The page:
Husband and wife David and Irum Jones started
together nearly twenty years ago to offer electrical contract work in the Dallas/Fort Worth area.
Since then, they have added heating, cooling, and air purification services and are making over $4 million in annual revenue.
Here are just a few examples of how Irum, who now acts as the company’s Chief Operating Officer, uses KPIs to make data-informed decisions that directly impact her company’s revenue.
Irum Tracks Data over Time that Helps Her Understand External Influences Impacting Her Business
To track her KPIs, Irum compares year-to-date revenue, month-to-date, last month, and numbers from the same time last year because there are so many variables that can impact her financials in any given time period. KPI (Key Performance Indicators) is a measurable metric, such as your net profit margin or your average revenue per customer, to help you understand the performance of your business. By making these comparisons, Irum is able to identify patterns that help her make spending decisions.
Normally, January is filled with residential work. “People are wanting more innovation because they've visited all of their friends during the holidays and they want their homes to look better than the homes they just visited. Those are examples of seasonal trends.”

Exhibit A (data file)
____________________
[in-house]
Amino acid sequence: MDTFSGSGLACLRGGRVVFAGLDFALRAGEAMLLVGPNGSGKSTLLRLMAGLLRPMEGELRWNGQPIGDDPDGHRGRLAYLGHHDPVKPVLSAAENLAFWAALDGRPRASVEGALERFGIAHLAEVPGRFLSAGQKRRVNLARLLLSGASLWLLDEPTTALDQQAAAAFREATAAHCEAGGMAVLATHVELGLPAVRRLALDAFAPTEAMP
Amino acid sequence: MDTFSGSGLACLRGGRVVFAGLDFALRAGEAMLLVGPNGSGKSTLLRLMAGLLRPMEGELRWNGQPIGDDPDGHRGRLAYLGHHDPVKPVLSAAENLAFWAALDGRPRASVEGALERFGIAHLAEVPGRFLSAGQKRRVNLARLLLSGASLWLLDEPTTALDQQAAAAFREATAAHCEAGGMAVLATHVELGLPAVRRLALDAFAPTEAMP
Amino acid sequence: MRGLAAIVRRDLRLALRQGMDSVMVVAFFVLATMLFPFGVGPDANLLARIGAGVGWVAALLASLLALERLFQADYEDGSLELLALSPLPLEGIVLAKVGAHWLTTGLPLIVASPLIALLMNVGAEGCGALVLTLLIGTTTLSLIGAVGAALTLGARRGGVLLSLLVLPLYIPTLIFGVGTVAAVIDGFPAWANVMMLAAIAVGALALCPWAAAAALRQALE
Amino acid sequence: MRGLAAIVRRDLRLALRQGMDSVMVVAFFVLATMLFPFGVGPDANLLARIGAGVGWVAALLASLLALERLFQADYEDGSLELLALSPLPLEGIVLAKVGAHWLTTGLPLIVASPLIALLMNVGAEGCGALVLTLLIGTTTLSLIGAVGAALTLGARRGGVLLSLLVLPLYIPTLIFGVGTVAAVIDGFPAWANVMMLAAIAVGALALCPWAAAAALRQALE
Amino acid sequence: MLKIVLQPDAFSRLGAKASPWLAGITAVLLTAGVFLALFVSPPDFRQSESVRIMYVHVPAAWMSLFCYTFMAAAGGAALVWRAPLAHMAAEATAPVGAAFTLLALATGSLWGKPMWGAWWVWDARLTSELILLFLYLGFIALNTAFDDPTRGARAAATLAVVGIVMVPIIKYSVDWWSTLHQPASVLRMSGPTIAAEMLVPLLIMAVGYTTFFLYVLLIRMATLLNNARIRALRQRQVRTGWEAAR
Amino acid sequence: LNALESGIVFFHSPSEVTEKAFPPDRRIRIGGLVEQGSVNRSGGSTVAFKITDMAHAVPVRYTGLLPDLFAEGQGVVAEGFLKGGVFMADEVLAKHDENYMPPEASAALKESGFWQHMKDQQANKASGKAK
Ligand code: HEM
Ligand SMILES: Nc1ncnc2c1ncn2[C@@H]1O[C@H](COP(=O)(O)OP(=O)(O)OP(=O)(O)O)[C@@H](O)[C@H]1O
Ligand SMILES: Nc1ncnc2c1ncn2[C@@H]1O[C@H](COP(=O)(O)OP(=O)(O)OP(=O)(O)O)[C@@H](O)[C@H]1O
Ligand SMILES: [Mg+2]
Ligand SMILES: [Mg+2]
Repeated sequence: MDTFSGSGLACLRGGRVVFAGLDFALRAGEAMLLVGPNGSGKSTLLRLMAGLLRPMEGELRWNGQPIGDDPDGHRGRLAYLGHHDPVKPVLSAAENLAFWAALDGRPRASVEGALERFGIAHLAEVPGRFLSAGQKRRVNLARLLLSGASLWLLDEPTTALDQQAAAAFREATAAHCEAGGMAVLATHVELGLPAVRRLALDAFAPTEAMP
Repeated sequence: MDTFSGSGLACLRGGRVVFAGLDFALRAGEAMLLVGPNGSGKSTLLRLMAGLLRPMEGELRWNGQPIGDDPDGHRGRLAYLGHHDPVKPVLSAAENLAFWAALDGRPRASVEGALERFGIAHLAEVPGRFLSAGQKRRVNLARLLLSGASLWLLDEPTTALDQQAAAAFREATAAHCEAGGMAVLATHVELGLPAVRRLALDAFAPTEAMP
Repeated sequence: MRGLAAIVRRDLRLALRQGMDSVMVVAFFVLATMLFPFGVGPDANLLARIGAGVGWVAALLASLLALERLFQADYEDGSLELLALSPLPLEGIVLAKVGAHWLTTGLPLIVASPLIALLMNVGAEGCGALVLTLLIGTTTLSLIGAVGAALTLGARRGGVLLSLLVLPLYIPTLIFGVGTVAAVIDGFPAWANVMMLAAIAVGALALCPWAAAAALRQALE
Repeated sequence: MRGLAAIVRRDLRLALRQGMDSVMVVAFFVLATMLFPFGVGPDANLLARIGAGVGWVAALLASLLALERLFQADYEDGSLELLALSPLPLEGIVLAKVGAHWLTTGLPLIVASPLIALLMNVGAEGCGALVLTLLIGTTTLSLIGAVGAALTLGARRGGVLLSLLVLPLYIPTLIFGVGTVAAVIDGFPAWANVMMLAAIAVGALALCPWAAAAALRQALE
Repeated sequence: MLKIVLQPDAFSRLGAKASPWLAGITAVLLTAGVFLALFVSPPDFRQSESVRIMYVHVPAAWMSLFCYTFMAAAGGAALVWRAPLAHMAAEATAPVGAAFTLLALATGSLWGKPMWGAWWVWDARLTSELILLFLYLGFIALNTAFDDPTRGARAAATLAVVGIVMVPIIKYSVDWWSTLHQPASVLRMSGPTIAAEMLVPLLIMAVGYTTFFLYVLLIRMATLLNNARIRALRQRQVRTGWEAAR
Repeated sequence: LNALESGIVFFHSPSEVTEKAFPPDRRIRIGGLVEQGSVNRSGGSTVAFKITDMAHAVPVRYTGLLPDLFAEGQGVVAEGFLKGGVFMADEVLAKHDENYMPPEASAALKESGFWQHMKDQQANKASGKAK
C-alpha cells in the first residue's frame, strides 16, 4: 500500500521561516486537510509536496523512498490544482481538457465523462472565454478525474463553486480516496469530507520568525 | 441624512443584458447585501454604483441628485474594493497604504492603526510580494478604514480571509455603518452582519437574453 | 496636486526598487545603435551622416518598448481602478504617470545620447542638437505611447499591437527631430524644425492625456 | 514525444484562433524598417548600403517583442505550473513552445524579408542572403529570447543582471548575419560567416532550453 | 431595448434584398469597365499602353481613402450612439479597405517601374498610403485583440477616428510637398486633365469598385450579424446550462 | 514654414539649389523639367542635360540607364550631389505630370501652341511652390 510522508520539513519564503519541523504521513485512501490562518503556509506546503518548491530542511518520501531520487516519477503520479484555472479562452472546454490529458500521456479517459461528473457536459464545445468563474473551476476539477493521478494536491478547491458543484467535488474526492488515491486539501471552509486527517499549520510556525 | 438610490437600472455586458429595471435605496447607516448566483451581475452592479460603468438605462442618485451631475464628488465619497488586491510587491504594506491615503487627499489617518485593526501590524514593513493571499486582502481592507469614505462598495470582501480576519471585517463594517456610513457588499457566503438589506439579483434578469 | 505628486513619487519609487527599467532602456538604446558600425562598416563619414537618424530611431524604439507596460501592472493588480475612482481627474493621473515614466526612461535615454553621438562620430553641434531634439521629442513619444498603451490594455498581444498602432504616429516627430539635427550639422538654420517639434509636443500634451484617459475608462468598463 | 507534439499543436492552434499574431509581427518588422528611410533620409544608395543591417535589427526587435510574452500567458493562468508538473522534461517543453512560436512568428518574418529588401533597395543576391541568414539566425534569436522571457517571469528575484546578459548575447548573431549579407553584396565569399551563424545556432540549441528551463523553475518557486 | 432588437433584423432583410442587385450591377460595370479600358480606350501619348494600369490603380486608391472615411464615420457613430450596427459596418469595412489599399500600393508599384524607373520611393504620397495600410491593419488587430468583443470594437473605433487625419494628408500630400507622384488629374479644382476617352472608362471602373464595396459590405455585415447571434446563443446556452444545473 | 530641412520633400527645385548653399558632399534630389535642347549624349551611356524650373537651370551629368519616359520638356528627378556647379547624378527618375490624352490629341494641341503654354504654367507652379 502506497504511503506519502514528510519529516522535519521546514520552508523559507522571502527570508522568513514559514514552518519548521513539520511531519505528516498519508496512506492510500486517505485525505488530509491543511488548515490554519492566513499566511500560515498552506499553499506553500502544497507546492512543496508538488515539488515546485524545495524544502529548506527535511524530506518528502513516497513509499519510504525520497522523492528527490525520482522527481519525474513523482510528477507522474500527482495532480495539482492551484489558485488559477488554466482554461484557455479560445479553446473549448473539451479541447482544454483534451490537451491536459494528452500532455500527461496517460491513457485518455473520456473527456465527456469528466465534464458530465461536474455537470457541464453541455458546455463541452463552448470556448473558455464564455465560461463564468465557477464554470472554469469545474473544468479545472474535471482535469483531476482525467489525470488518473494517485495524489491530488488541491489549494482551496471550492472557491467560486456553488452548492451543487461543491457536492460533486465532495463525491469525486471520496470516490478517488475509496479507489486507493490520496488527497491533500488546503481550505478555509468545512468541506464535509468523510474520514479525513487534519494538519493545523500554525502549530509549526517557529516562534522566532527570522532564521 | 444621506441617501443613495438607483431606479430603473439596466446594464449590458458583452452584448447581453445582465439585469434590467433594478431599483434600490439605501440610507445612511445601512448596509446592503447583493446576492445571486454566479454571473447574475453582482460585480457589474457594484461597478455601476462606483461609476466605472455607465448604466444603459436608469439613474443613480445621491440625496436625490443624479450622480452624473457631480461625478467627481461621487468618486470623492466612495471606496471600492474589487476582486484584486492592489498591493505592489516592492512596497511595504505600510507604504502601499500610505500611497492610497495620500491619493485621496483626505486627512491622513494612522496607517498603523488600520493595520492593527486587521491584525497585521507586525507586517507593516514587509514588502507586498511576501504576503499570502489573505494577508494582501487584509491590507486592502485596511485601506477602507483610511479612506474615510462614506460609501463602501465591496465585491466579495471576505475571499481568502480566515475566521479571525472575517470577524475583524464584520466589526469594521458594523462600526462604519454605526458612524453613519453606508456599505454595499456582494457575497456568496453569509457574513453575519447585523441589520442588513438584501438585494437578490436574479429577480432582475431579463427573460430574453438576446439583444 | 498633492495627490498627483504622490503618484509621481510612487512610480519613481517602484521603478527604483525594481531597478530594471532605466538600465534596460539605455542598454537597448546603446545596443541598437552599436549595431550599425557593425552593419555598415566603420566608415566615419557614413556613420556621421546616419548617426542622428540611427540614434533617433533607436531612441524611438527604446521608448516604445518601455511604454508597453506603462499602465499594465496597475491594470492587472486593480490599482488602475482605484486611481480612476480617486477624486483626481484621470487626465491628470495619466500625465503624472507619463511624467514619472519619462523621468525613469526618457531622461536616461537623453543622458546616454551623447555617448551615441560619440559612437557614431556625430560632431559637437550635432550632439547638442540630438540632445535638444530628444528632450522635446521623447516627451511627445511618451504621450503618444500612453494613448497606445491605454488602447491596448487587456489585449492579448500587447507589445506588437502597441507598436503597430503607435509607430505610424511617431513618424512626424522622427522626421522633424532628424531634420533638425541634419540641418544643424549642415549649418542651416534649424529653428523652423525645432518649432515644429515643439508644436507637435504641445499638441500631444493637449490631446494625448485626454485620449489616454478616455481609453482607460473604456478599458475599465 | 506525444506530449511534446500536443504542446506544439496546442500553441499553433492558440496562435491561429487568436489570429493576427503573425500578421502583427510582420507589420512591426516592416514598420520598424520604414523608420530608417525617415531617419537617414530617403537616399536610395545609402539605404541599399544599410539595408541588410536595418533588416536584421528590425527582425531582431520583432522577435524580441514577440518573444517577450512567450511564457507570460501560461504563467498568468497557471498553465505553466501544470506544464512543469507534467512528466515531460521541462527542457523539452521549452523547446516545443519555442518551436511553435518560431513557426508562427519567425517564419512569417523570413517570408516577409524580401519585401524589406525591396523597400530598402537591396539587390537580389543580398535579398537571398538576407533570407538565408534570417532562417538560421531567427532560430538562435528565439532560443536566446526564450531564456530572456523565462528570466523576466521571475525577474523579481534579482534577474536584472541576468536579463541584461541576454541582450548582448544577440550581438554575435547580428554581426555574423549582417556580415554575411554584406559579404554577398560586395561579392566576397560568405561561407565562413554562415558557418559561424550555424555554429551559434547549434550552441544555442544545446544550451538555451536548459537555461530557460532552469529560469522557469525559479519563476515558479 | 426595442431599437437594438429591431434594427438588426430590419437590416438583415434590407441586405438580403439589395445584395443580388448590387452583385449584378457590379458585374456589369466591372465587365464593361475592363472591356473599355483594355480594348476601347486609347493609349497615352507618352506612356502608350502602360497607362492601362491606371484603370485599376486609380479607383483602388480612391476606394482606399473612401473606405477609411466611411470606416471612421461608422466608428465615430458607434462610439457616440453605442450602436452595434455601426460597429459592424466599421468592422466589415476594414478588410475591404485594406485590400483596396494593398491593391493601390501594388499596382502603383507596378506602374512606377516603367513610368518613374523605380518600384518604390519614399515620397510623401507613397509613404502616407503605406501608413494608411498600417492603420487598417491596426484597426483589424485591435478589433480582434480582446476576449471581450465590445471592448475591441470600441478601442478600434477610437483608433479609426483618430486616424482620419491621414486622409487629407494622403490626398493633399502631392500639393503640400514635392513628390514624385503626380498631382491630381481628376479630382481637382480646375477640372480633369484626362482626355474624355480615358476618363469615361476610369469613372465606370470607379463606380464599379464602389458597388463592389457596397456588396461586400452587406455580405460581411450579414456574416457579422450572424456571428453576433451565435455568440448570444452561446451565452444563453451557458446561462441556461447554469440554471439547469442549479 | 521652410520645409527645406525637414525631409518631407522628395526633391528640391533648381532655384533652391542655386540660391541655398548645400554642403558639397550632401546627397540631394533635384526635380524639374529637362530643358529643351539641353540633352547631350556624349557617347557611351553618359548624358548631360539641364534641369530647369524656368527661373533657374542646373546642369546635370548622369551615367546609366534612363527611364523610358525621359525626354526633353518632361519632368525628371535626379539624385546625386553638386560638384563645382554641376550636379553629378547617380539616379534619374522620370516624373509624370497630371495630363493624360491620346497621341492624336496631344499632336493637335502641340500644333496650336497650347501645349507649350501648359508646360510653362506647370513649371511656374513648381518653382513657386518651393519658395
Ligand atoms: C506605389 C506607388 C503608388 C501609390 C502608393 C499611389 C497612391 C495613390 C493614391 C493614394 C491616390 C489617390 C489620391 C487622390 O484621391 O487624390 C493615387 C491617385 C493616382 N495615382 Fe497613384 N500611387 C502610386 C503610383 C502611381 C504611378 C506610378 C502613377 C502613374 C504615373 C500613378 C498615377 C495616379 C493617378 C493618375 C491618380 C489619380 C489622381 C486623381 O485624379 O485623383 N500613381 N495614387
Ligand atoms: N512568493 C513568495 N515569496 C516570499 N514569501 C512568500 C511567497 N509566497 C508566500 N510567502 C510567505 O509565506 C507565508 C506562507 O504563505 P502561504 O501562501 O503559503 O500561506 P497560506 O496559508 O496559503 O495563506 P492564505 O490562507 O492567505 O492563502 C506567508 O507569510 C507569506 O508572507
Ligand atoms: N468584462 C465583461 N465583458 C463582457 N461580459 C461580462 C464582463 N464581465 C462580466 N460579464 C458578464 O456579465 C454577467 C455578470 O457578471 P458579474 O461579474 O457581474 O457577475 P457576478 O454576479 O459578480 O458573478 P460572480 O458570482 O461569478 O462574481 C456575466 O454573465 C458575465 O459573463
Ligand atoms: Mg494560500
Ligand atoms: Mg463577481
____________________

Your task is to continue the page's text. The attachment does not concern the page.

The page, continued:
In this one year, January was anticipated to be slower than in previous years, and Irum knew it was because of the rain. It’s been a wet first quarter with very few dry days. Consumers aren’t going to inquire about home improvements when it’s raining and foggy.
In addition, it was an election year, and Irum has seen the home services industry as a whole slow down when customers are distracted by global, national, and local news. Electrician on Call also felt the crunch. As a result, she has kept their marketing expenses at a minimum. “We didn't rev up our marketing expenses, because regardless of what marketing we do, we know that consumers are not paying attention. That's why it's so important because if you're not paying attention, you would go, ‘Oh my gosh, my business is failing. I think I'm just gonna keep doing what I'm doing. I'm gonna spend all this money on marketing. Your marketing is failing and you’re more out-of-pocket.”
She also knows that
is a traditionally slower time for her business for renovation projects, but thrives on the service repair requests. But that by the end of March, customers tend to bounce back and begin requesting all services to prepare for the summertime.
“That's the magic behind KPIs. When you pay attention to them long enough and you start understanding the data and all of the different influences of why something dropped or increased in numbers, you start to understand and pay attention to things outside of your business.”
She Maintains Systems That Hold The Company Accountable
For instance, Irum tracks the total of all of their monthly invoices divided by the total estimates given for those same jobs. This number fluctuates monthly and gives Irum a sense of whether they have too many promotional specials for the same type of service.